Ricotta Gnocchi in Tomato Sauce

Ricotta Gnocchi in Tomato Sauce-

Ricotta Gnocchi in Tomato Sauce

It’s hard to go past a bowl of gnocchi when you’re in the mood for something comforting and filling. Unlike traditional potato-based gnocchi, these little pillows of goodness are low carb so you can enjoy them knowing they’re not going to cause any BG spikes. Win!

I love them simmered in a classic tomato based sauce but there are plenty of other options! See the variations below for other delicious ideas.

There are two types of ricotta – firm ricotta from the deli or smooth ricotta in tubs. I’ve used both. This recipe is written for ricotta from the deli so see the ‘variations’ below if you’re using smooth ricotta in a tub.

enough for 2-3
takes 45 minutes

500g (1lb) firm ricotta from the deli
100g (3.5oz) almond meal + extra
100g (3.5oz) grated parmesan (optional)
1 onion, chopped
1 can tomatoes (400g / 14oz)
salad leaves, to serve

1. For the gnocchi, mix ricotta, almond meal and parmesan (if using) in a bowl. Season well.

2. Sprinkle extra almond meal on the base of a large plate. Scoop small tablespoons of mixture and shape into little gnocchi pillows. This is messy. I try to use two spoons but sometimes I use my hands if it’s too fiddly. Place each gnocchi on your prepared plate. When they’re all done pop in the fridge to firm up while you make the sauce.

2. Cook onion on a medium heat in a very generous pool of extra virgin olive oil. Don’t be shy with the oil!

3. When onion is soft, add tomato and simmer rapidly for about 10-15 minutes or until thickened. Use a spoon to chop up the tomato if you’re using whole.

4. Place gnocchi in the sauce, cover with a lid and simmer until warm. About 2-3 minutes. Be careful, if you cook them too long they’ll turn into a melted pool of cheesyness (which actually doesn’t sound that bad!).

5. Serve gnocchi in pasta bowls with salad leaves on the side.


smooth ricotta in a tub – since smooth ricotta is much runnier, add 1 tablespoon psyllium husks to soak up the extra moisture. Otherwise the ricotta will fall apart. If using firm ricotta from the deli you won’t need the psyllium.

short on time – skip the onion. And start making the sauce first so it can simmer while you’re making the gnocchi. If you are really short on time you could skip the gnocchi and serve tomato sauce with zucchini noodles or cooked pasta.

dressed salad – make a quick dressing with 1 tablespoon sherry or wine vinegar and 2 tablespoons extra virgin olive oil and a pinch of salt.

dairy-free – sorry! Can’t help you with this one.

carnivore – add bacon or crumble a few sausages and brown the meat with the onion before adding the tomato.

hot! – add a few chopped red chillies with the tomato. Or some dried chilli flakes or powder.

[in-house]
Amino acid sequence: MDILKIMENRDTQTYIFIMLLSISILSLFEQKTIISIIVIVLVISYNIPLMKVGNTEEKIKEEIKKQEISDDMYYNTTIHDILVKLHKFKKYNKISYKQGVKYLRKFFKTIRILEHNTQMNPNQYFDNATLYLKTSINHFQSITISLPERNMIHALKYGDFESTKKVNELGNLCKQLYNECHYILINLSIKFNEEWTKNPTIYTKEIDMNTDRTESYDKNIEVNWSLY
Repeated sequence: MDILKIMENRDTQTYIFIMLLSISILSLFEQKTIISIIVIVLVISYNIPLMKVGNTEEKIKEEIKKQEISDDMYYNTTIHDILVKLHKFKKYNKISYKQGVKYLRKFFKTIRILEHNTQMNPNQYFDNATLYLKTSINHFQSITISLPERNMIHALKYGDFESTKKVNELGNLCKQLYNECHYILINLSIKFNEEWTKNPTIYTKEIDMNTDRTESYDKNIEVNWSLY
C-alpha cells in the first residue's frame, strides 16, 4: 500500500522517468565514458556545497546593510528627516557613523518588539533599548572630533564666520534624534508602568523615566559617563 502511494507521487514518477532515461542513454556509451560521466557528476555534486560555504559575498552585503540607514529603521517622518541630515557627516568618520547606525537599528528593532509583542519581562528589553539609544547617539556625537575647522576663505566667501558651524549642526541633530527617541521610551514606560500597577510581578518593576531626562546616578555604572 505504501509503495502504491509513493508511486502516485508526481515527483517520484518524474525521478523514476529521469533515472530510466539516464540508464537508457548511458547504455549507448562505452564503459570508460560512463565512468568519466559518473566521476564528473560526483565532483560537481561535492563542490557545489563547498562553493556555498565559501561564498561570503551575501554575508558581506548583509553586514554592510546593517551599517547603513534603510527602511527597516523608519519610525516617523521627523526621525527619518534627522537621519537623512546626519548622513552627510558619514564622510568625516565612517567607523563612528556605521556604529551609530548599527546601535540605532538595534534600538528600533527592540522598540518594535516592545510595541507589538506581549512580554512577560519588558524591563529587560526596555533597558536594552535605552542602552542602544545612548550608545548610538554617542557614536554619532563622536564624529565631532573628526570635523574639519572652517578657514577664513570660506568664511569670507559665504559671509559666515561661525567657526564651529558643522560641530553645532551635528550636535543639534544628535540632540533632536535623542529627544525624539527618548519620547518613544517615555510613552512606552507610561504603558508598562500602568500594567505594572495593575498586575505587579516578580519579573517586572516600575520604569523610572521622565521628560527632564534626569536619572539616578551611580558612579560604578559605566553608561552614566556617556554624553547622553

different sauces – my next favourite is to pan fry the gnocchi in burnt butter, crispy sage leaves and pine nuts. Gnocchi is also lovely with meat based pasta sauces like bolognese or other ragus.

extra veg – wilt down some spinach, kale or other greens in the sauce before adding the gnocchi.

spinach & ricotta gnocchi – finely chop (or use your food processor) a few handfuls of baby spinach. Stir this into your ricotta mixture.

herby – simmer some rosemary or thyme in the sauce.

carb lovers / more substantial – toss in cooked pasta.

more substantial (low carb) – add some roast almonds.

paleo (grain, legume & dairy-free) – serve tomato sauce + salad with pan fried chicken.

Waste Avoidance Strategy

ricotta – in a sealed tub it usually has a shelf life of a few weeks in the fridge. If in an opened container, will only keep for a few days so use for another meal or freeze.

almond meal / can tomatoes / bay leaves – keep them in the pantry.

parmesan – keeps for longer in a chunk so only grate when you’re cooking. I wrap in waxed paper or baking paper and then keep in an airtight container or a sealed ziplock bag. I prefer this over just wrapping in cling wrap because the air in the container allows the cheese to breathe and not sweat but the container / plastic bag prevents from drying out in the dry fridge air. Either way will keep for months.

onion – will keep in the pantry for months. Best if in a dark corner in a brown paper bag.

salad leaves – are highly perishable. My first path would be to use them for another meal (salad for breakfast!) but if that isn’t possible you can pop them in the freezer. They will wilt down but can then be used anywhere you’d use wilted greens. At least this way they won’t go slimy.

Prepare Ahead

Yes and making the gnocchi up to a few days ahead will actually give a better result! Just prepare the gnocchi and cook the sauce as per the recipe but keep them separately. Uncooked gnocchi will keep in the fridge for up to 3 days. To serve, bring sauce back to a simmer and then add gnocchi and cook as per the recipe.

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  • Hello!
    Psyllium is mentioned in the variations, but not in the ingredients list, nor instructions. Is it optional?

    • Hi Samantha!
      Thanks for asking this. And sorry for it being a bit confusing. I’ve updated the variations now so it should make more sense.
      You’ll need psyllium if you’re using smooth ricotta from a tub. But if you’re using firm ricotta from the deli (as per the main recipe) you won’t need psyllium.

  • Hi Jules
    This sounds delicious. Can the gnocchi be frozen for later? Or could i freeze the gnocchi in the sauce?

    • I’d freeze them separately Judy so then you can reheat the sauce and get it super hot. And add the defrosted gnocchi to just warm through (they’re really delicate so you need to be careful not to over cook as they’ll fall apart)

  • Would regular or whole wheat flour work in place of the almond meal? I know it kills the low-carb aspect but my husband has a nut allergy (I’d rather not kill him!).

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